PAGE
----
“These rains will continue to produce life-threatening and catastrophic flooding along with mudslides and landslides across Puerto Rico,” said Brad Reinhart, a hurricane specialist at the National Hurricane Center in Miami, adding that “life-threatening flash and urban flooding is likely for eastern portions of the Dominican Republic.”
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Winds ripped the top off of houses and businesses. Water rushed through streets and into homes. Roads were torn apart, and in the central town of Utuado, a bridge installed by the National Guard after Maria washed away. Hours of rain were still to come.
Ernesto Morales, a meteorologist with the National Weather Service in San Juan, said flooding reached “historic” levels.
“It’s important people understand that this is not over,” Morales said.
Locals have been feeling brunt of storm for days
Darlene Nieves, is an assistant program officer for the aid organization Mercy Corps, says the situation in Puerto Rico has been deteriorating rapidly. Water and power interruptions began Thursday night, and her in hometown Naranjito, entire communities are isolated.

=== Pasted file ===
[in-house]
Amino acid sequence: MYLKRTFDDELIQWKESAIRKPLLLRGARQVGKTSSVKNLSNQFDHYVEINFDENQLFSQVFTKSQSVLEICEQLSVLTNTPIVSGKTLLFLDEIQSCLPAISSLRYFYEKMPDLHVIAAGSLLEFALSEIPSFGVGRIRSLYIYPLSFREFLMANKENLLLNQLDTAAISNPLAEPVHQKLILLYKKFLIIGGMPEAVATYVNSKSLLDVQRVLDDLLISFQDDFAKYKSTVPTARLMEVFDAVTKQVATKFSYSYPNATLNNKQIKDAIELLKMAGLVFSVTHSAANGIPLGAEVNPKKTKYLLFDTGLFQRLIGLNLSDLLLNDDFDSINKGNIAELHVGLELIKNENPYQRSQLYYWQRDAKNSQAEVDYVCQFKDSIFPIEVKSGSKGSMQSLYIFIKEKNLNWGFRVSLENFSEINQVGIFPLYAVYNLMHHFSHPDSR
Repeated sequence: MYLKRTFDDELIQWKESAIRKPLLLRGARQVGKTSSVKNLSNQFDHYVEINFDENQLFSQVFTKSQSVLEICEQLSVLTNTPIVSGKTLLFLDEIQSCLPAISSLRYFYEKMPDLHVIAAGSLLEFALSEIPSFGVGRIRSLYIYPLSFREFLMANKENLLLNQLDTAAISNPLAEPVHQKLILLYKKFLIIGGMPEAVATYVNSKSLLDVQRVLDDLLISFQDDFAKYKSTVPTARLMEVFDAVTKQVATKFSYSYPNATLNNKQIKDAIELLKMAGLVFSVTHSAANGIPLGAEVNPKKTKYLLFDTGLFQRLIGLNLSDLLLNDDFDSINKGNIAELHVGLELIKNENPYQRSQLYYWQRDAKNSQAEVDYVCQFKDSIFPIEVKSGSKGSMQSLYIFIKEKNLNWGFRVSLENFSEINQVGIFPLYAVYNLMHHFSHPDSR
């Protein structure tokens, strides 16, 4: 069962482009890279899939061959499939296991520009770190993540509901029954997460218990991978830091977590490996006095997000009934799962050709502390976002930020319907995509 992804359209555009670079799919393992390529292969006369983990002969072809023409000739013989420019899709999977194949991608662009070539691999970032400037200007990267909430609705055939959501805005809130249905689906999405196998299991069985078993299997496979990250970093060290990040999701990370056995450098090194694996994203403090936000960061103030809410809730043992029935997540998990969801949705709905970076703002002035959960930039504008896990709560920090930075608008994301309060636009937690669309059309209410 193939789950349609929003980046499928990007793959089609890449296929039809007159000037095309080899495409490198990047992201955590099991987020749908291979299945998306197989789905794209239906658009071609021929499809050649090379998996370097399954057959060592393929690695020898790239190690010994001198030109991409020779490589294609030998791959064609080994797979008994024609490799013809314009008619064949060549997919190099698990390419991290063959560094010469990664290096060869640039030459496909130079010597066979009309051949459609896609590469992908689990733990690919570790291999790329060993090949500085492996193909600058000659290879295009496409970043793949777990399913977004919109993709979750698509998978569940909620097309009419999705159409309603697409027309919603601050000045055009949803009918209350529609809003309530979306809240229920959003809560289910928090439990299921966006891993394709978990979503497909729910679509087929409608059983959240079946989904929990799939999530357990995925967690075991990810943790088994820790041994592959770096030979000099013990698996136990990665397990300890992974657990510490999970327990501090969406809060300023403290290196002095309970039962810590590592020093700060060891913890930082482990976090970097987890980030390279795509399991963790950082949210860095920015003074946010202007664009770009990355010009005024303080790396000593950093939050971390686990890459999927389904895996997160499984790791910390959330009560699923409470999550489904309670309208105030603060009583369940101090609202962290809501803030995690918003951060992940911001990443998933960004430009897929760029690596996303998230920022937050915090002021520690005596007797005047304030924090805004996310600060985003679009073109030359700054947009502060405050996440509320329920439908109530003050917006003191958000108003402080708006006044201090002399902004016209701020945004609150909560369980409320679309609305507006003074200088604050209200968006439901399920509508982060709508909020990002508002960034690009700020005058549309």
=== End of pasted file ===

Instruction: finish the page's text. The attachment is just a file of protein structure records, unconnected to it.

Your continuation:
“I have been trying to reach my family, but I can’t because the access to roads is blocked by fallen trees, landslides, and severe flooding,” she said. “We see the same scenario almost everywhere, and we still received flash flood warnings today.”
Nelson Cirino was sleeping in the northern coastal town of Loiza on Sunday when the roof blew off his home.
“I was sleeping and saw when the corrugated metal flew off,” he said.
Ada Vivian Román said the storm knocked down trees and fences in her hometown of Toa Alta. She worried about how long the public transportation she relies on to get to her job at a public relations agency will be unable to operate.